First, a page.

Tennessee Prosecutor Argues Not All Men are Legally Allowed to Use a Firearm in Self-Defense of an Attacker Perceived Deadly!

BIZARRE PROSECUTION THEORY NEVER BEFORE RAISED IN A TENNESSEE STATE OR FEDERAL CASE

by Walter Francis Fitzpatrick, III

(May 17, 2011) — [Editor’s Note: The report that follows depicts events as they occurred on the morning of May 16, 2011.]

On the threshold of a murder trial beginning in just hours, Prosecutor James H. Stutts argued a never-tested legal theory today that people with past federal convictions can’t legally use a firearm in self-defense against a murderous attacker.

Jury selection in the trial of Michael Dewy Ellington begins tomorrow morning (Tuesday, May 17, 2011) in the Monroe County, Tennessee Courthouse at 9:00 a.m. EDT. Ellington is charged with the March 17, 2009 murder of Julia Ann Kinsey of Lenoir City, Tennessee.

Ellington maintains he acted in self-defense. Ellington has been locked up in the Monroe County Jail for two years waiting for his day in court.

Amy Armstrong Reedy is the presiding Judge.

Senior Public Defender Richard Hughes for Tennessee’s 10th Judicial District, assisted by associate Public Defender Jeanne Wiggins, represented Mr. Ellington today in court.

In a marathon hearing that ran off-and-on into the evening dinner hour, prosecutors and defense attorneys battled over the question of whether a man not legally permitted to own a firearm was legally permitted to use any firearm in self-defense of an attack feared mortal.

Mr. Ellington is burdened by convictions regarding criminal episodes occurring in 1988 and in 1999. His convictions include past violations of firearms possession.

Prosecutor Stutts gave Ellington’s attorney notice for the first time Sunday night (8:40 p.m. EDT) that Stutts intended to use Ellington’s prior bad acts in a motion today to negate Ellington’s ability to raise the issue of self-defense at trial.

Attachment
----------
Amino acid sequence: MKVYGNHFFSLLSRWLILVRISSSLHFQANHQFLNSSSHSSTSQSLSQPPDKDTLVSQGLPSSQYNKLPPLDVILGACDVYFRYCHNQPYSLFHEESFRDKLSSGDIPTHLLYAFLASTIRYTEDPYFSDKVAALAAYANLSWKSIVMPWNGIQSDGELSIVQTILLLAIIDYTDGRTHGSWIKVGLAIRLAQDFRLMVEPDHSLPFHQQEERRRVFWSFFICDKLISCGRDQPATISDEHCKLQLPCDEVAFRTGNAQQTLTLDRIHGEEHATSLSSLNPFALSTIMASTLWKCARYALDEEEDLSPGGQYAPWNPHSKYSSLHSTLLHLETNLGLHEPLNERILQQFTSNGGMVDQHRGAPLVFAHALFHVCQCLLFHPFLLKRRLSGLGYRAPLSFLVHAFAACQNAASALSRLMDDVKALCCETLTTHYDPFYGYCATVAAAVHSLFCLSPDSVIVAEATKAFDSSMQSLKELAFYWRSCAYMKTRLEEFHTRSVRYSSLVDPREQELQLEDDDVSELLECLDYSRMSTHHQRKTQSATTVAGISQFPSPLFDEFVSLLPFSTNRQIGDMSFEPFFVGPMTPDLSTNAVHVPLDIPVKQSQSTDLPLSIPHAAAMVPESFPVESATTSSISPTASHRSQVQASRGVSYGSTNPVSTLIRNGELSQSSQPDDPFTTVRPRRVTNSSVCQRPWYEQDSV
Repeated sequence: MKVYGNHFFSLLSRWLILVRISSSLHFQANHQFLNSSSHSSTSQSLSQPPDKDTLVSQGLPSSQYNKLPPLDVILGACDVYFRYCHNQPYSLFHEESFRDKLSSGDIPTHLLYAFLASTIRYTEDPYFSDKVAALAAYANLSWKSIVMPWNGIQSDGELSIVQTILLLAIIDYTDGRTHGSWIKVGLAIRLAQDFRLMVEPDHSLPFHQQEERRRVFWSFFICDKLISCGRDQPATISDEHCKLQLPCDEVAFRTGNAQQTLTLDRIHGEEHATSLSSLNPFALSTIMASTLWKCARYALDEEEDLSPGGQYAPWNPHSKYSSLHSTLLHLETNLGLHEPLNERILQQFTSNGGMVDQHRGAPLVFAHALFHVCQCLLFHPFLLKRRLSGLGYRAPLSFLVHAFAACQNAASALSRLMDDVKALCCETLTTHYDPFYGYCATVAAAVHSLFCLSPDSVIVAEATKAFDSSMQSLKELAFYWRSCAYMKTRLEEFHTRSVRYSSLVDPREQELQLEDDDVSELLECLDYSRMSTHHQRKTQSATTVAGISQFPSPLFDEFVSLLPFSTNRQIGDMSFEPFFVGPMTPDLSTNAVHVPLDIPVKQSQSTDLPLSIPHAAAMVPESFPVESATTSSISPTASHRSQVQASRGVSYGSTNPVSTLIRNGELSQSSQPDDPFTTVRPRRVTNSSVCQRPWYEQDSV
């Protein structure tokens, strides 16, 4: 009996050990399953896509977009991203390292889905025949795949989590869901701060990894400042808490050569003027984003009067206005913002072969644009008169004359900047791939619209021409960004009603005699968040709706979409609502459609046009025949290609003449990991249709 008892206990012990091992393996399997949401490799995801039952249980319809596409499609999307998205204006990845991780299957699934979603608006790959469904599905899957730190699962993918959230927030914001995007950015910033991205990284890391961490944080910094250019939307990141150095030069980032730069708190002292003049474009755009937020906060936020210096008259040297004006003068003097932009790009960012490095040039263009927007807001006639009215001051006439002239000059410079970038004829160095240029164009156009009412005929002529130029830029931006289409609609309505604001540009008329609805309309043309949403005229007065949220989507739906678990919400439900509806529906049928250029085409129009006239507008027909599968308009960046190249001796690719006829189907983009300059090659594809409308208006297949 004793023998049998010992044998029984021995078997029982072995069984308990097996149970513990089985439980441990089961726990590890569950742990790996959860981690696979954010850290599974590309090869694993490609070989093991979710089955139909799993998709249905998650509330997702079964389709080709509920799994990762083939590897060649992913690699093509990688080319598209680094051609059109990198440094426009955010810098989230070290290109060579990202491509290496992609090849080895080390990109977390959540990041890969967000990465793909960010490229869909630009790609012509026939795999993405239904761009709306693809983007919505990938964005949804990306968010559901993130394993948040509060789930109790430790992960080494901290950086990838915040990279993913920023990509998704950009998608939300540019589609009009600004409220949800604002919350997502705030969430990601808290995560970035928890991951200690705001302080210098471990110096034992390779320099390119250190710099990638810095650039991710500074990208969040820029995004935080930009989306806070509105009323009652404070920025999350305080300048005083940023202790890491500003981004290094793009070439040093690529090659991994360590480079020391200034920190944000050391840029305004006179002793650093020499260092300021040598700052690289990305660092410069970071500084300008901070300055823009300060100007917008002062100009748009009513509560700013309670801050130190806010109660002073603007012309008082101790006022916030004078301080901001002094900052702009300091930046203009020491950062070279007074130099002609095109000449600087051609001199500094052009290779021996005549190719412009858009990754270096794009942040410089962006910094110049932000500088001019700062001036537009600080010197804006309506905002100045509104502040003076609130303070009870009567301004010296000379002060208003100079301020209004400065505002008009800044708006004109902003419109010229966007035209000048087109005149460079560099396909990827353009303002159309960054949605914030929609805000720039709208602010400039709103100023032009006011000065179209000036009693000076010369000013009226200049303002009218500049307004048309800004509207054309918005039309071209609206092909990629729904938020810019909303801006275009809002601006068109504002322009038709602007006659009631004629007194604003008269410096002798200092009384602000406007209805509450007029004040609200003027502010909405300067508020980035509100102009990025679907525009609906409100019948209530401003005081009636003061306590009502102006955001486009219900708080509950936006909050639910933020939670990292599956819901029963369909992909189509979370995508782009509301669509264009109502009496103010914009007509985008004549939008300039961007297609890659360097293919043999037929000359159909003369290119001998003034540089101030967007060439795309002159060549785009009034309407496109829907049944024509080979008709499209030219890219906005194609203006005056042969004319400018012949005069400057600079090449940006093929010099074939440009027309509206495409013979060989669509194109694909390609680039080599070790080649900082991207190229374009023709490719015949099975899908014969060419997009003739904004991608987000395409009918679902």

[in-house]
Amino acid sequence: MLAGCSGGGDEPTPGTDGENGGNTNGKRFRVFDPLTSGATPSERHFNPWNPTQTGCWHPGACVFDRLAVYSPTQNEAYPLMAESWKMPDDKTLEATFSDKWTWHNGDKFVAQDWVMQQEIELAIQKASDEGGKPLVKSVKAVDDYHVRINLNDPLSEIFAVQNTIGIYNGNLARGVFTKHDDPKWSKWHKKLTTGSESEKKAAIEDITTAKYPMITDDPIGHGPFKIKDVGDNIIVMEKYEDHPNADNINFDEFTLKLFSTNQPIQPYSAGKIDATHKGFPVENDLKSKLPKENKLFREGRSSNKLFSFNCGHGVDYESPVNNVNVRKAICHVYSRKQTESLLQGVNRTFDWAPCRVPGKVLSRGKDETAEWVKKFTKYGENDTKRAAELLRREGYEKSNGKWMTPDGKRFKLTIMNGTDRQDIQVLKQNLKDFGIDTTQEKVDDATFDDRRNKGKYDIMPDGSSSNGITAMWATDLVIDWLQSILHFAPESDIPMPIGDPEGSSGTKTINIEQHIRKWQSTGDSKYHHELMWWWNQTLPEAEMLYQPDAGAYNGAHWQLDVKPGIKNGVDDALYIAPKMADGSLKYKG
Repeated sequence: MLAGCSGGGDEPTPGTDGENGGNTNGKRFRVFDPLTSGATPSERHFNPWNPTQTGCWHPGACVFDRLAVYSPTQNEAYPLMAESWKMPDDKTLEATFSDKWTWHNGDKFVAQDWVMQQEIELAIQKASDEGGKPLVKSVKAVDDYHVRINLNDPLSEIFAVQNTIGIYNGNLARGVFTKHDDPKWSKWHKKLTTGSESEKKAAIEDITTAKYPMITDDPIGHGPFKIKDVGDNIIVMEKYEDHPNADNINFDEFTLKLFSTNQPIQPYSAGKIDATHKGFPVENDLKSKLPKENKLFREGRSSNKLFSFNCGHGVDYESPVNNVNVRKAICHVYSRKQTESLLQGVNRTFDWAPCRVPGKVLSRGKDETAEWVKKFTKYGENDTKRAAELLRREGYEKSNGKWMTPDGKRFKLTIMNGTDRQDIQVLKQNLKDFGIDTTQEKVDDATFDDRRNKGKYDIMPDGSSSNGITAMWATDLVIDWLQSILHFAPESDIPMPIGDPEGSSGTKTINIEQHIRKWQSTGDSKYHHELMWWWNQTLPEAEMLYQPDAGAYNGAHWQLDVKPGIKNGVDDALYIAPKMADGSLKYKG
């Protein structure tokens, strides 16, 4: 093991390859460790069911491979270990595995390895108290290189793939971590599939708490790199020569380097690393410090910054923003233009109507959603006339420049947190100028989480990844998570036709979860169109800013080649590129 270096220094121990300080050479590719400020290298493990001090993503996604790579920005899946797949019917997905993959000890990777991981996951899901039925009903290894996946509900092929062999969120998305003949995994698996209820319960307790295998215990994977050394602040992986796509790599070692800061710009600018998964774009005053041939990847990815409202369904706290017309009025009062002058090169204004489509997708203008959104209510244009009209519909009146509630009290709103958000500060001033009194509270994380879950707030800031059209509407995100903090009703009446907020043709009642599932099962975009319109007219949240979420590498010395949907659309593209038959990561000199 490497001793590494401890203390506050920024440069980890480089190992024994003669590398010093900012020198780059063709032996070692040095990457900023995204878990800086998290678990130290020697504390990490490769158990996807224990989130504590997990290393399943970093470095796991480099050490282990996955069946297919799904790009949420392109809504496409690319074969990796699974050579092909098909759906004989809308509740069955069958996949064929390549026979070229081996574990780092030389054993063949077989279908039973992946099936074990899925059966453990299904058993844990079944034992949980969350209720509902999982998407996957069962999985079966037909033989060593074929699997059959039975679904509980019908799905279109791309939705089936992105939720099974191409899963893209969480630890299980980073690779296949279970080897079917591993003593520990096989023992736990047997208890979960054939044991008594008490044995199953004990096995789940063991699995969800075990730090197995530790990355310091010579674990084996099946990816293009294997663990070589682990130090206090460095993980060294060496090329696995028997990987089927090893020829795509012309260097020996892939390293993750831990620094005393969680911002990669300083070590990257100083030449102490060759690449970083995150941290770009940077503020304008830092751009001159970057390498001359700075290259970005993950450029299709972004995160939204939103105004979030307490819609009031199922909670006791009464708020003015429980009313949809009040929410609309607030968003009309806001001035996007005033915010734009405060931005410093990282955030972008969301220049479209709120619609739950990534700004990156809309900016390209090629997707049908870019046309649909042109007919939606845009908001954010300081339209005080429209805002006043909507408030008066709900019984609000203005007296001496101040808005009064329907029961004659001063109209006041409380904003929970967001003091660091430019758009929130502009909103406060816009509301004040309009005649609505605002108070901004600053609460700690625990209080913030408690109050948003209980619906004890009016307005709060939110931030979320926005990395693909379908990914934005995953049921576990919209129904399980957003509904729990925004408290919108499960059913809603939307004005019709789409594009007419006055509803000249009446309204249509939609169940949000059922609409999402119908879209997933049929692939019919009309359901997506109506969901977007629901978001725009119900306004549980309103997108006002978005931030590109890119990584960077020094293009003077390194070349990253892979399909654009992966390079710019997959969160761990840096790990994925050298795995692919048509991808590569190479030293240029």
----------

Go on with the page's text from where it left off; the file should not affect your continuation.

Stutts has known for fully two years that Ellington protests his innocence based on self-defense.

Stutts argues at the eleventh hour in a unheard-of prosecution theory that because Ellington wasn’t lawfully allowed to possess a firearm, Ellington wasn’t legally allowed to use an available firearm in defense of what Ellington perceived to be a life-threatening attacker.

Attorney Wiggins described Stutts’ legal theory as “inventive.” There exists no Tennessee law supporting Stutts’ invention. Wiggins reported that federal law allows all men and women, regardless of past felony convictions, to use a firearm weapon when necessary in self-defense.

Judge Reedy denied Stutts’ motion. Ellington can use the argument of self-defense during trial.

In an attempt to unfairly prejudice Ellington’s jury, it’s expected that Stutts will try to bring up Ellington’s prior bad acts again once the trial gets under way tomorrow (Tuesday, May 17).

On a related note, Judge Reedy took Carl Swensson’s case first thing this morning.

Mr. Swensson faces misdemeanor and felony charges stemming from the April 1, 2010 Citizen’s Arrest of Gary Pettway, recognized at the time as unlawfully standing as Foreman to the Monroe County Grand Jury.